Stuart Baird, who has only three films to his directorial name, is one of the best editors in the business (nominated for 2 Academy Awards), with the first two Die Hard films topping a long list of impressive titles. Naturally, he edited Executive Decision as well, and the film is better for it. Russell is a great ‘substitute’ for Bruce Willis‘ John McClane, his own everyman quality well-established in many other films, including The Thing and Big Trouble in Little China. I like how they throw in a 007 vibe to it as well, with him in a tuxedo for the duration. Carlos “Rat” Lopez (John Leguizamo) even takes a jab at this.

Executive Decision
Executive Decision, 1996 © Warner Bros.

After Travis is jettisoned from the story, the film actually becomes a lot more quieter, another shift from expectation, where the remainder of his crew onboard, along with Grant and the designer of the F-117 device, Dennis Cahill (Oliver Platt) must overtake the plane. This isn’t a run and gun opportunity of course, and they spend a majority of the time in the undercarriage and above the fuselage using mini-cameras and whispering to each other over radios as they come up with a plan. Meanwhile, they find the massive bomb, but their specialist, Campbell “Cappy” Matheny (the great Joe Morton) has suffered a  broken neck in the initial assault and is unable to move, making defusing it a very complicated process.

They aren’t alone though. One of the flight attendants, Jean (Halle Berry), learns that Grant and others are aboard and works to offer them intel all the while as Hassan grows increasingly out of control. Sure, she’s underused, but as the only female in the main cast, does well, thankfully avoiding being set up as a love interest or eye candy. This is all about the story, and sticks to it.

Executive Decision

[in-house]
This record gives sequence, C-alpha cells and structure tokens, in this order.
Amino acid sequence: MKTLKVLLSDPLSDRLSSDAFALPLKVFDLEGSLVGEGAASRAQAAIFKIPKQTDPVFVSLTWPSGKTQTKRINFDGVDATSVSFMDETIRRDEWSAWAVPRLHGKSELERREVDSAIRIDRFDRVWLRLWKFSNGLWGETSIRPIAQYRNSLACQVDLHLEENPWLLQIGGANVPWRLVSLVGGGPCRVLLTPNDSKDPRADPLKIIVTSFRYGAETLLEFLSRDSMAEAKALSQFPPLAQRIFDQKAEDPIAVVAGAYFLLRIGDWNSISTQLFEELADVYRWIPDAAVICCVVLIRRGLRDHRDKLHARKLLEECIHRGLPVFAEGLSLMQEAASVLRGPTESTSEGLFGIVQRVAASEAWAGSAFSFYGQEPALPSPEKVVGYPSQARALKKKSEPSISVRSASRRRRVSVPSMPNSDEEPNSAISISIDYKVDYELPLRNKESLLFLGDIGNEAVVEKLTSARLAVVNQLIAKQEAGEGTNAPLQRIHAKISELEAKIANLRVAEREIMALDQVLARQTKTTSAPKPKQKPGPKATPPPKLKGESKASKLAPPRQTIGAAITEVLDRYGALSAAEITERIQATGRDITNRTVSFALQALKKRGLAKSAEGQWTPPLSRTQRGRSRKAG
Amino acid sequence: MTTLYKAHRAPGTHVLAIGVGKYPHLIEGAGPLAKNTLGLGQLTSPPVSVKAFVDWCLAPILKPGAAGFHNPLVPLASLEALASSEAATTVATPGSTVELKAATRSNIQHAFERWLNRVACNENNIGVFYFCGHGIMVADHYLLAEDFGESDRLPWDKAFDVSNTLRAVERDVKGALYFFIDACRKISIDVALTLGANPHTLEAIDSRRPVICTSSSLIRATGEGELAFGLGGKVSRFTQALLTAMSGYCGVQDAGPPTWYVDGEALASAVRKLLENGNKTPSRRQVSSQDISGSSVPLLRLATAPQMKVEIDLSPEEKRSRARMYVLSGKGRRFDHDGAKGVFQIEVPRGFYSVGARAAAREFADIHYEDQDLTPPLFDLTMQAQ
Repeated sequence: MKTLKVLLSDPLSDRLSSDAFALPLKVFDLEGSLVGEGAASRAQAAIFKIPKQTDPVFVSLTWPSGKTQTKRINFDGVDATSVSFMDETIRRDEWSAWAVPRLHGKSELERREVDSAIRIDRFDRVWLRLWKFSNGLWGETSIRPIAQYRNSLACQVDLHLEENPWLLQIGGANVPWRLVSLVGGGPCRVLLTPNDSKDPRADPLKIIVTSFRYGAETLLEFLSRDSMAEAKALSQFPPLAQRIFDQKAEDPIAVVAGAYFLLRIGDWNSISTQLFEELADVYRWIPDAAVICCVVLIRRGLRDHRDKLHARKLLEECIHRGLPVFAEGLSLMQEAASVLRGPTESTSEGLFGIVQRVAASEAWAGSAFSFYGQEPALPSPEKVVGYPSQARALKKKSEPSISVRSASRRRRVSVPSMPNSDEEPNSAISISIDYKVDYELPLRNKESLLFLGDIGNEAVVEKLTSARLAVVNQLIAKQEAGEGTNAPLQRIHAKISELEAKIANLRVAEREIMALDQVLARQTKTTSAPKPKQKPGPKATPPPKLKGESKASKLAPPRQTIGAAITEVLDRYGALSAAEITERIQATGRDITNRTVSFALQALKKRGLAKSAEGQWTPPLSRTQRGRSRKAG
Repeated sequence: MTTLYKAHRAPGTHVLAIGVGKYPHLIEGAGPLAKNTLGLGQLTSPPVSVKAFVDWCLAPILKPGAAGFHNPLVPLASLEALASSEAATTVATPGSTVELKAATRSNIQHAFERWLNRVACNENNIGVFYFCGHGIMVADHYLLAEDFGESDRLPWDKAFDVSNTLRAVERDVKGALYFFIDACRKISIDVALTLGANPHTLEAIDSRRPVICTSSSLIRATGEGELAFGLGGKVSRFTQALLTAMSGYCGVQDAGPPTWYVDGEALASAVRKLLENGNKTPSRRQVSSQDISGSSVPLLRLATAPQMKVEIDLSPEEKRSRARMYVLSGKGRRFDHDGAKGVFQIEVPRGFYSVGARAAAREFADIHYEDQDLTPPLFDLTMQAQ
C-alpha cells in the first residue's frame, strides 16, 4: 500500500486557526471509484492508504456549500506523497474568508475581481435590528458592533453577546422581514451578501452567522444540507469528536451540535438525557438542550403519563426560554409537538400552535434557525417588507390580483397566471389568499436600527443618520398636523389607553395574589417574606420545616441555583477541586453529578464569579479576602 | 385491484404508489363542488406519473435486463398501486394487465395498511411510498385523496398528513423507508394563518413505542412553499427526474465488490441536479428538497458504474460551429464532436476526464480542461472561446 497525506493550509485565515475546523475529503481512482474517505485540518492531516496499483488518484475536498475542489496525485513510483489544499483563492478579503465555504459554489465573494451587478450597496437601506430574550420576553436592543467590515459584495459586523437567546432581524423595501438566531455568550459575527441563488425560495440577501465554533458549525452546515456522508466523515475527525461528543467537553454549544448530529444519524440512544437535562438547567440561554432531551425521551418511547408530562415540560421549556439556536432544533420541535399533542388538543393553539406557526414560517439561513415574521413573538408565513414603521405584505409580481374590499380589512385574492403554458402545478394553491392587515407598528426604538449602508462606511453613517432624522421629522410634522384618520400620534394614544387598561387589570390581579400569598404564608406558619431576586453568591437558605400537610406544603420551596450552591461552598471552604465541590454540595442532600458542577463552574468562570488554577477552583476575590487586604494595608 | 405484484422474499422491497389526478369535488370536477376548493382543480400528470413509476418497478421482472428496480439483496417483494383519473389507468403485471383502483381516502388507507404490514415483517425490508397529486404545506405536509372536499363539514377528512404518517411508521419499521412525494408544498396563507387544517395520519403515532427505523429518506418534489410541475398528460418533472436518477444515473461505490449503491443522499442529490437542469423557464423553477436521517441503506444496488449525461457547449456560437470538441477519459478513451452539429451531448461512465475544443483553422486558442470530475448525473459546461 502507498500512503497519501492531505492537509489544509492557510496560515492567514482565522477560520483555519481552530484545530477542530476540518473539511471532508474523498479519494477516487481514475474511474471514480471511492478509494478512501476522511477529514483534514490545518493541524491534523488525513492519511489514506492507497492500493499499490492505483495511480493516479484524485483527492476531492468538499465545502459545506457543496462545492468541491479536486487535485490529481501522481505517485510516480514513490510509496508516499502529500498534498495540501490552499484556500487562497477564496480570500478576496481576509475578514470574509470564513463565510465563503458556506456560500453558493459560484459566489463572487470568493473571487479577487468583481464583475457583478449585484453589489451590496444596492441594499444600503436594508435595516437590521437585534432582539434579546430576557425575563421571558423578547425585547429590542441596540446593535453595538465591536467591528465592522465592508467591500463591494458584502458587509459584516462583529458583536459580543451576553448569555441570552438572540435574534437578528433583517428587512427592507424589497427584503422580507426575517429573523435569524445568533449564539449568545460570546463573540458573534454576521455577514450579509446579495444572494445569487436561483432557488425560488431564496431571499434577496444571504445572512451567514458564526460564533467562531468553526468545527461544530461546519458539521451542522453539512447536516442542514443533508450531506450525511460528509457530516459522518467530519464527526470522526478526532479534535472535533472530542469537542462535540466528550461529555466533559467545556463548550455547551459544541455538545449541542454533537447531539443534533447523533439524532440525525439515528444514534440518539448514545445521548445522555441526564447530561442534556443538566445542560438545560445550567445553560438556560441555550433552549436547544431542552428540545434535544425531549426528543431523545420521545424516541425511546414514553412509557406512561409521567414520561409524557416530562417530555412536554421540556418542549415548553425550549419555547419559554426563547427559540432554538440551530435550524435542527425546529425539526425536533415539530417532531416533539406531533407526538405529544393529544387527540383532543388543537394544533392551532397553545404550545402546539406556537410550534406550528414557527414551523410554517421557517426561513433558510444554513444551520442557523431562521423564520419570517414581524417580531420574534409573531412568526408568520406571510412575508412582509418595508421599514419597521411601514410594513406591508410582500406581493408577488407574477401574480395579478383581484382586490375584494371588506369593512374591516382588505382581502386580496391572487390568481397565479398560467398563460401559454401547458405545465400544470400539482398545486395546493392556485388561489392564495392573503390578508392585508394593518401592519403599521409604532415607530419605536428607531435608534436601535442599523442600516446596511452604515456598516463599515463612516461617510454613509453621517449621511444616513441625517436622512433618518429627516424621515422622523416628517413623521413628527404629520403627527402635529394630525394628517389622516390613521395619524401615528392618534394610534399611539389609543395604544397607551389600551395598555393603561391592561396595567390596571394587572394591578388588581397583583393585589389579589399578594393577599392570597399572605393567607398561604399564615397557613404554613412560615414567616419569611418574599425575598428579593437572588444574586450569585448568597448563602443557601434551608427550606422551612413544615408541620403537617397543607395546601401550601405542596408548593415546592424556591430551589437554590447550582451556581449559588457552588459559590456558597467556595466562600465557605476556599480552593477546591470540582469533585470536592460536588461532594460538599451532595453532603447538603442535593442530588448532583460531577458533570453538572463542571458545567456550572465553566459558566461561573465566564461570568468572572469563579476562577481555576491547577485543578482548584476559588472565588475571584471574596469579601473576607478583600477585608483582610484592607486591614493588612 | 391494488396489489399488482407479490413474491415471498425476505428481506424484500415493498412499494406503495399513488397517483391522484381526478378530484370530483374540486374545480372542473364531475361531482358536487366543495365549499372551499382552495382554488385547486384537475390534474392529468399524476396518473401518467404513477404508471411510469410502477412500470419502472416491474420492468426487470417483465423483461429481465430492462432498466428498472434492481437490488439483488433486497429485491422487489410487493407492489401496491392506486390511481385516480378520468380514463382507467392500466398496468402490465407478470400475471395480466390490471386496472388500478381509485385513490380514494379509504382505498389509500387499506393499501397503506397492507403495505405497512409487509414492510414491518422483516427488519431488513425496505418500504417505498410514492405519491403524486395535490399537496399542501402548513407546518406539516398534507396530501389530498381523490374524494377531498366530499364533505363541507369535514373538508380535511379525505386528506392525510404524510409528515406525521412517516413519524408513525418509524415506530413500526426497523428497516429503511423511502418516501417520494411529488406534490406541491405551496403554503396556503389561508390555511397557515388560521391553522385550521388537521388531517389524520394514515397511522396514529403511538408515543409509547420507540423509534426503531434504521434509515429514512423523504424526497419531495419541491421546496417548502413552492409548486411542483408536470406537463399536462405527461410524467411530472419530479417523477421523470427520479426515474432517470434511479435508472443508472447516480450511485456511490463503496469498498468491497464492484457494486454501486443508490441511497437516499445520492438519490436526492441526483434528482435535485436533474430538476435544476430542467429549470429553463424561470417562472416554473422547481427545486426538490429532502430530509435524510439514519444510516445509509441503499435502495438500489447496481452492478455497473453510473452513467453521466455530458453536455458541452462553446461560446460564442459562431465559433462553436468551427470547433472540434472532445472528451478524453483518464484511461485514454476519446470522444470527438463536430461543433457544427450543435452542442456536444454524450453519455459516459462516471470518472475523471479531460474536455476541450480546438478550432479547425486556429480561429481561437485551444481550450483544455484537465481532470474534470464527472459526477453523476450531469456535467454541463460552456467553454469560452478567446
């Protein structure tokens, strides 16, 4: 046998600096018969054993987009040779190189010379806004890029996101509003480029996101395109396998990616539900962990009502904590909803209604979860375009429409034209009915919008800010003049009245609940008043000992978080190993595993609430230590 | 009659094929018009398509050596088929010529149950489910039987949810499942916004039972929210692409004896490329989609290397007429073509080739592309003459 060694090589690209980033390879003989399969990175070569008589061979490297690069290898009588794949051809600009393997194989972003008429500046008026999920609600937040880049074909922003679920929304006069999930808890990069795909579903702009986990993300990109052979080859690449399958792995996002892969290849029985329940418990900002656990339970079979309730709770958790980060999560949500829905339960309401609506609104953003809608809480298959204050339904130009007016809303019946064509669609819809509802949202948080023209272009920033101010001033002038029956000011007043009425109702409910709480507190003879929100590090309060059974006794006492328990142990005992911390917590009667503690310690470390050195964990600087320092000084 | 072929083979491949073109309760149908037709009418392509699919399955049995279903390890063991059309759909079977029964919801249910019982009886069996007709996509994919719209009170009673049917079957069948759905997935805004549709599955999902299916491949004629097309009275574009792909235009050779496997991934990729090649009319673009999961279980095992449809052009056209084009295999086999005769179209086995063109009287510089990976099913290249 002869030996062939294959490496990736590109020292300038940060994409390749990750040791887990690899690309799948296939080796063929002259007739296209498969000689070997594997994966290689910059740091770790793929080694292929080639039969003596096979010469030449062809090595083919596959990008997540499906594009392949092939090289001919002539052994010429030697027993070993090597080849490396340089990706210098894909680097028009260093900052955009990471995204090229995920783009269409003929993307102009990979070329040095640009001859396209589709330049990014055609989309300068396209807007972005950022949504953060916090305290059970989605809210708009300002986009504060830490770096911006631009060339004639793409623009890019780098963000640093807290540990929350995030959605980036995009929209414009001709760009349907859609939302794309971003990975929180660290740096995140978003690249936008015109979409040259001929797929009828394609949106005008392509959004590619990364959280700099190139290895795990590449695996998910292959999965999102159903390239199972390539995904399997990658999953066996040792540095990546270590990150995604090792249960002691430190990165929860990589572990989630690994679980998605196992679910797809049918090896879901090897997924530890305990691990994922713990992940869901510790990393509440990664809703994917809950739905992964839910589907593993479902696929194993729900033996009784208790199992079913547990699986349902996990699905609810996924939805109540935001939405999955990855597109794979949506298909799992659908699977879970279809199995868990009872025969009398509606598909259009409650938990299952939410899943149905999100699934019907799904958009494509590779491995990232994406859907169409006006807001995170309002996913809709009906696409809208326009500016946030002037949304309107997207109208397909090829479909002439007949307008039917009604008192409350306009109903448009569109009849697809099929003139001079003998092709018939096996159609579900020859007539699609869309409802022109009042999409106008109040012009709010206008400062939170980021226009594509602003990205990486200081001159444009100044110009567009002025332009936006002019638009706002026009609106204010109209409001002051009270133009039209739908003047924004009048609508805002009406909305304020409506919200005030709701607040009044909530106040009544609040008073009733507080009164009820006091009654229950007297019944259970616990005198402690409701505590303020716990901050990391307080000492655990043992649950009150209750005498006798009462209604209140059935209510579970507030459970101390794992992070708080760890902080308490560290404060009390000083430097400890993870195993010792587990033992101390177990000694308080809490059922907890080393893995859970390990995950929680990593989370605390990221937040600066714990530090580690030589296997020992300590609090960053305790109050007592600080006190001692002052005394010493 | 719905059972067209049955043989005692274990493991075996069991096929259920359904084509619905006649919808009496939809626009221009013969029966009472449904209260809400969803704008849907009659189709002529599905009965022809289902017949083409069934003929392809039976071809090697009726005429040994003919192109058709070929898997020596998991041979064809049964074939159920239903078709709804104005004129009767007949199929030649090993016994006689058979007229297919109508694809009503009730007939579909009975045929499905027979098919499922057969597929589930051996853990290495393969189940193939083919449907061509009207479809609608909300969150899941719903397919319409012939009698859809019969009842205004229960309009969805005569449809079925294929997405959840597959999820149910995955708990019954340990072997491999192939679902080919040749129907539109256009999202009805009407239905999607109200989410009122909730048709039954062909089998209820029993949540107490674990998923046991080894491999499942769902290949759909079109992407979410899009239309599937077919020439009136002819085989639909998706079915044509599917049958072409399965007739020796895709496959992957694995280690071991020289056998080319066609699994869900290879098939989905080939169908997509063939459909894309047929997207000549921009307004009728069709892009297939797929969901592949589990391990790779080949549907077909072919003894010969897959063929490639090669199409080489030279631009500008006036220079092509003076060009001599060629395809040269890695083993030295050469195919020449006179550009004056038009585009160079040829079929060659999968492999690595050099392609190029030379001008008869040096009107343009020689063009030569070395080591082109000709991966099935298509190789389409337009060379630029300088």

Executive Decision, 1996 © Warner Bros.

What I really like about the film is these moments, after Seagal exits the movie. Until this point, it’s been pretty generic, and would have been more so if Seagal has been made the star. His cameo of sorts, which stays true to nearly all of his roles to that point – where he’s a sort of bland punch and shooter star – is cleverly positioned to get us into that line of thinking. To have that stripped away, left us kind of floundering for a bit, wondering what the heck is going on. It even gives the movie a moment to do the same, where the boys, all tucked inside the bowels of the plane feel equally unsure. It’s kinda brilliant and allows us to reset and await whatever comes our way. What does come makes for an above board action thriller.

The movie was generally met with praise from critics, who found it a fun and goofy thriller loaded with inventive and creative situations. It balances the action of the takeover with the bomb defusing very well, and while both Walsh and Barry are kind of wasted, there’s no denying the otherwise terrific use of the large ensemble cast. This is a smart movie, written by Jim and John Thomas, packed with many great moments that are borne of intelligent dialogue and authenticity, even as it flies above ‘reality’ by a few thousand feet.

Executive Decision
Executive Decision, 1996 © Warner Bros.

I’ve always like this movie better than Air Force One, the way it handles the limited action and setup. Suchet is an underrated actor and is great fun as the bad guy and while many might gawk at the finale, it always felt well-earned to me and done with a terrific sort of ‘we’re going all in’ attitude. It’s nerve-wracking and fits inline perfectly with Grant’s character. Plus it’s just darned good storytelling.

Executive Decision is a long movie, at over 2 hours, made back in the day when that was the norm, and while it certainly borrows or maybe homages some of the classics (straight-up ripping off the last shot of Die Hard 2), it’s nonetheless a great Friday night popcorn favorite. Do yourself a favor and give it watch.